Aqua Security, the pure-play cloud native security pioneer, announces that Aqua’s open source Trivy vulnerability scanner is now available as an Aqua Security Trivy GitHub Action. The action integrates with GitHub code scanning so developers can build container image scanning into their GitHub Actions workflow to find and eliminate vulnerabilities before they reach production. “Code scanning was purpose-built with extensibility in mind,” said John Leon, VP of Business Development at GitHub. “We continue to expand our security ecosystem with solutions like Aqua, so developers can work with the security scanning technologies they want, all within the GitHub-native experience they love. Together, we’re making security easier for everyone.” Actionable security reviews GitHub code scanning integrates with GitHub Actions or users’ existing CI/CD environments and scans code as it’s created, surfacing actionable security reviews within pull requests and other GitHub experiences. Developers must avoid deploying images that might harbor significant CVEs that attackers can exploit The Aqua Security Trivy Action integration finds vulnerabilities (CVEs) in the OS package dependencies and language libraries built into a container image. Developers must avoid deploying images that might harbor significant CVEs that attackers can exploit. The Trivy Action alerts developers to known CVEs via the GitHub user interface to quickly and easily update these dependencies and eliminate the risk. Ingesting security information The Trivy Action generates output in a format called SARIF that GitHub supports for ingesting security information. The output from an image scan appears right in the GitHub code scanning UI, specifically under a project repository’s Security tab. “Developers are moving more applications into production, so we’re focused on helping them build securely without slowing down innovation,” said Liz Rice, VP of Open Source Engineering at Aqua. “The new Aqua Security Trivy GitHub Action brings container security scanning right into the GitHub interface that developers know and love.” The new Aqua Security Trivy Action is available on the GitHub Marketplace now. Follow this link to view a sample workflow of building a container image from a Dockerfile in the repository and running the Aqua Security Trivy code scanning over it.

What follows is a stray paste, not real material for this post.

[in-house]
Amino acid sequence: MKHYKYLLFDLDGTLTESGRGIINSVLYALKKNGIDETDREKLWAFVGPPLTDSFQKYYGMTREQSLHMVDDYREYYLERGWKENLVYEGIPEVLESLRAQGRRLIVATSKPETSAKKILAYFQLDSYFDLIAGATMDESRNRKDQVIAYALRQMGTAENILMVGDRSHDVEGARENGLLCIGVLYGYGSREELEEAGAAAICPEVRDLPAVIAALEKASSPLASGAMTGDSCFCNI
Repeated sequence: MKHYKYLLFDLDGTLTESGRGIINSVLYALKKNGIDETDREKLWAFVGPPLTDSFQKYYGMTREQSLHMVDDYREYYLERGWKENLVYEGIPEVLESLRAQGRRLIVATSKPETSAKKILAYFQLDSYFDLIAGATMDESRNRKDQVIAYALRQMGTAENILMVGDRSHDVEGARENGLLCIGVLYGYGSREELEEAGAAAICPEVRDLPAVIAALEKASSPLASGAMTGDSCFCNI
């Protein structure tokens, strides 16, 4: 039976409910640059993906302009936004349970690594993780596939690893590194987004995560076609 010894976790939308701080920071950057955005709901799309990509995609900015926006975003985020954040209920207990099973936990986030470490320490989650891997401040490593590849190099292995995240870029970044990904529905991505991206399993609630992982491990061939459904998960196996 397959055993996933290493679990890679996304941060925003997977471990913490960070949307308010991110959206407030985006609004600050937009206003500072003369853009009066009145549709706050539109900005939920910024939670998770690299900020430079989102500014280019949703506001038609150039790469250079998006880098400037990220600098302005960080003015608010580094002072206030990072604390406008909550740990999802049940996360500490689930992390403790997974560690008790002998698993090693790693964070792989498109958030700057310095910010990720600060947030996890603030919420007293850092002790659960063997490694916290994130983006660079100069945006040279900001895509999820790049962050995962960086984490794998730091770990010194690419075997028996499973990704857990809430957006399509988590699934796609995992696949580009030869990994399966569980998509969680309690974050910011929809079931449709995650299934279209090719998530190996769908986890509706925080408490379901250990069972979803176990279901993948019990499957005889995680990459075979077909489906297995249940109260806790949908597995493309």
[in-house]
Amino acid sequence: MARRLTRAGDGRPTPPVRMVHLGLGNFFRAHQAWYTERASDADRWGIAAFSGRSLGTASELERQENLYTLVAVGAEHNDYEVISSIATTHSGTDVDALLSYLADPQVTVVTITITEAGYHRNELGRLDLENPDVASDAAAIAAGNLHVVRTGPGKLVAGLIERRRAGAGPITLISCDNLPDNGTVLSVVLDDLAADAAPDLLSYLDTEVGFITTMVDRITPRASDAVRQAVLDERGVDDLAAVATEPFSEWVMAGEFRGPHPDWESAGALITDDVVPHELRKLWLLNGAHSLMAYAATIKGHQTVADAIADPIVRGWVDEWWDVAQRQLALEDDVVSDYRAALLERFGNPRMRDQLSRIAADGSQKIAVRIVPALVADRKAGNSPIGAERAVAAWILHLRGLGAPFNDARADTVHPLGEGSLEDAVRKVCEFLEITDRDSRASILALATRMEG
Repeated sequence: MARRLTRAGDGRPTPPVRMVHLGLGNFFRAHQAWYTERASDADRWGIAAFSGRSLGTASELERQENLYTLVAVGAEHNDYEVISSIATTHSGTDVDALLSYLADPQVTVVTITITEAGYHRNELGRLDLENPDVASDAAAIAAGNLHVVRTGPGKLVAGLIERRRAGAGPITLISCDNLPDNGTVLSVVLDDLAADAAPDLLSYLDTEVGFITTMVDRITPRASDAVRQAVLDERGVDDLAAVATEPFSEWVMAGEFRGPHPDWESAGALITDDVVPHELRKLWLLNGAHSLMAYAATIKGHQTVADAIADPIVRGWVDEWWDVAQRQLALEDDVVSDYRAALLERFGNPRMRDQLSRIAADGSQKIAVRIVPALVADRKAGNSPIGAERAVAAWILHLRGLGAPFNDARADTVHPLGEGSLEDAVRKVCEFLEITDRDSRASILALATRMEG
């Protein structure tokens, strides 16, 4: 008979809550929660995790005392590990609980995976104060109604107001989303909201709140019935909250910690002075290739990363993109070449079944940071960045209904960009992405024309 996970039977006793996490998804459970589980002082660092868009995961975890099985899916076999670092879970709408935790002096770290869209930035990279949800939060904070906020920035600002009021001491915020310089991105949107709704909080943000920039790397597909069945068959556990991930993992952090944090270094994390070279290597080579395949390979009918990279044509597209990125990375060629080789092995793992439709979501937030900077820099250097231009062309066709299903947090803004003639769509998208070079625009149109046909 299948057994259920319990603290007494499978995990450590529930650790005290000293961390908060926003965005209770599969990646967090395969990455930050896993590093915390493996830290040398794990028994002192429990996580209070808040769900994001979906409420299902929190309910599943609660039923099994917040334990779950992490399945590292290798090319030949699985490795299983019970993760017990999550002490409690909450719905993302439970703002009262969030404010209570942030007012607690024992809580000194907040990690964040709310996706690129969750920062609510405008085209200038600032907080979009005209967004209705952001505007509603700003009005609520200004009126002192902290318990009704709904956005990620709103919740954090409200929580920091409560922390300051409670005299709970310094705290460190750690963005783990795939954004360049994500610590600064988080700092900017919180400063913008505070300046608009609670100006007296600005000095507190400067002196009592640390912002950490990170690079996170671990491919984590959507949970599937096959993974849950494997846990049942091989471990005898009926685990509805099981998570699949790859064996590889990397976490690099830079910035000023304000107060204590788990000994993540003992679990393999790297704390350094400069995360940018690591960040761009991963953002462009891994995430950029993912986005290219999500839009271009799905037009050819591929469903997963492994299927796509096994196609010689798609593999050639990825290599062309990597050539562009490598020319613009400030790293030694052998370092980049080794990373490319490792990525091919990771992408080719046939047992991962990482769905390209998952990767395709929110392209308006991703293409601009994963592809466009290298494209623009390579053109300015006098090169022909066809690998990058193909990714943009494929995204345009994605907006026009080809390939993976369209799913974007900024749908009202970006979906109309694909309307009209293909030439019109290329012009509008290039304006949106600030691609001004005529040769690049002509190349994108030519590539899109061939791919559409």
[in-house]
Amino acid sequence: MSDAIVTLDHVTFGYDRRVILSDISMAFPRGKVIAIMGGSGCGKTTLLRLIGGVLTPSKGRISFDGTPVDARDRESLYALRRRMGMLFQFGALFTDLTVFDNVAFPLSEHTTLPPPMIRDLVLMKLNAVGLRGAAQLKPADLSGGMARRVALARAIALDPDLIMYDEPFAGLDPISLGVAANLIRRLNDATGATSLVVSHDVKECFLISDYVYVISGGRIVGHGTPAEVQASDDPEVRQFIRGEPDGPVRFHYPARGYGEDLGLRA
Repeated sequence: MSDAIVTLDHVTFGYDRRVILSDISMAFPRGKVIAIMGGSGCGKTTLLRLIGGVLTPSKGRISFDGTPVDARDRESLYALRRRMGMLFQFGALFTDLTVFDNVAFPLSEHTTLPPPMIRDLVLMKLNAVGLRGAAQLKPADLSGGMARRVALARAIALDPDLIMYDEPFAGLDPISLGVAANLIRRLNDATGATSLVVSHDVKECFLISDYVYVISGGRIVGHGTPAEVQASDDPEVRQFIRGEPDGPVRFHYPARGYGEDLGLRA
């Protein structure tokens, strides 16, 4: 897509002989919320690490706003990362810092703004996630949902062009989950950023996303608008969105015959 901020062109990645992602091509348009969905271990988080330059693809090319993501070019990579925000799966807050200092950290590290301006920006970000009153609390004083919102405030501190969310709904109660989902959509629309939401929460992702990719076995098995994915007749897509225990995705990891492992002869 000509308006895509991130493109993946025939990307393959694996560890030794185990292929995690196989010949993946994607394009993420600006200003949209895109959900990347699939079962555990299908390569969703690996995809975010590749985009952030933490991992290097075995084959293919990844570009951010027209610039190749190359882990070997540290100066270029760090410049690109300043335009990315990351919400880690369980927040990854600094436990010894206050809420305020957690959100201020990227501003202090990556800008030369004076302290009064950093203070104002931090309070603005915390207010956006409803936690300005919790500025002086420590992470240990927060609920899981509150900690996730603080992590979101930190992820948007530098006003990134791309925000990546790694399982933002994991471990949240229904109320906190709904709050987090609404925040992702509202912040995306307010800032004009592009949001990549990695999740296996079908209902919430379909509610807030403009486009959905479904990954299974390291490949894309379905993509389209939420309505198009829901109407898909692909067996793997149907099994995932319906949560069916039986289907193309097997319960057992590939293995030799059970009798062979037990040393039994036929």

Aqua Security, the platform provider for securing cloud native applications and infrastructure, announced that its open source Trivy vulnerability scanner is now available as an integrated option in several widely deployed cloud native platforms. Trivy is a comprehensive and easy-to-use open source vulnerability scanner for container images. Since its introduction 10 months ago, the project has gained a broad following among open source community members who have tagged it with more than 3,300 GitHub stars. Unlike other open source scanners, Trivy covers both OS packages and language-specific dependencies and is extremely easy to integrate into organisations’ software development pipelines. Integrated scanning option Trivy is now available under the Apache 2 license, allowing royalty-free use, modification, and distribution of the software. Trivy will be included as the default scanner in Harbour, a popular open source container image registry project under the Cloud Native Computing Foundation, and in addition, the widely used container platforms Docker and Mirantis Docker Enterprise will make Trivy available as an integrated scanning option for their deployments. “Trivy takes container image scanning to higher levels of usability and performance. With frequent feature and vulnerability database updates and its comprehensive vulnerability scanning, it is the perfect complement to Harbour. In fact, we made it the default scanner option for Harbour registry users in the upcoming v2.0 release because of these capabilities,” said Michael Michael, Harbour Maintainer and Director of Product Management at VMware. “With Trivy, Harbor users can easily and quickly scan their container images for vulnerabilities on an ongoing basis.” Flexible container management platform technology After evaluating several leading options for open source vulnerability scanning, Trivy really stood out" “Trivy is a container image scanner that is so incredibly easy to use and fast to scan,” added Justin Cormack, Security Lead at Docker and a member of the CNCF Technical Oversight Committee. “It suddenly means that vulnerability scanning becomes easy to integrate into your daily routine, scripts and CI, which is the way it should be” "After evaluating several leading options for open source vulnerability scanning, Trivy really stood out,” said Milind Gadre, VP of Engineering at Mirantis. “Mirantis will enable Trivy as an integrated component that's verified as compatible with the Docker Trusted Registry included in our Docker Enterprise solution. We're extremely excited to extend our leadership in secure, flexible container management platform technology for organisations with challenging security and compliance concerns.” Cloud security posture management Liz Rice, VP Open Source Engineering at Aqua and Chair of the Cloud Native Computing Foundation’s (CNCF) Technical Oversight Committee (TOC) leads the team of dedicated open source developers at Aqua who work on the company’s open source software and also actively contribute to other community projects. “Our team is excited by the level of interest in and adoption of Trivy, and this increases our determination to make Trivy the most widely adopted open source solution for container vulnerability scanning.” said Rice. Trivy is part of Aqua’s portfolio of open source cloud native security projects, including: kube-bench: Winner of the 2018 InfoWorld Bossie Awards, kube-bench automatically determines whether Kubernetes is configured according to recommendations in the CIS Kubernetes benchmark. kube-hunter: Penetration testing tool searches for weaknesses in Kubernetes clusters so administrators, operators and security teams can identify and address any issues before attackers are able to exploit them. Tracee: Traces events in containers using eBPF, a kernel technology that lets users run custom programs within the kernel itself. CloudSploit: Provides cloud security posture management (CSPM), evaluating cloud account and service configurations against security best practices. kubectl-who-can: An extension to the standard kubectl tool that simplifies queries about Kubernetes role-based access control (RBAC) configuration.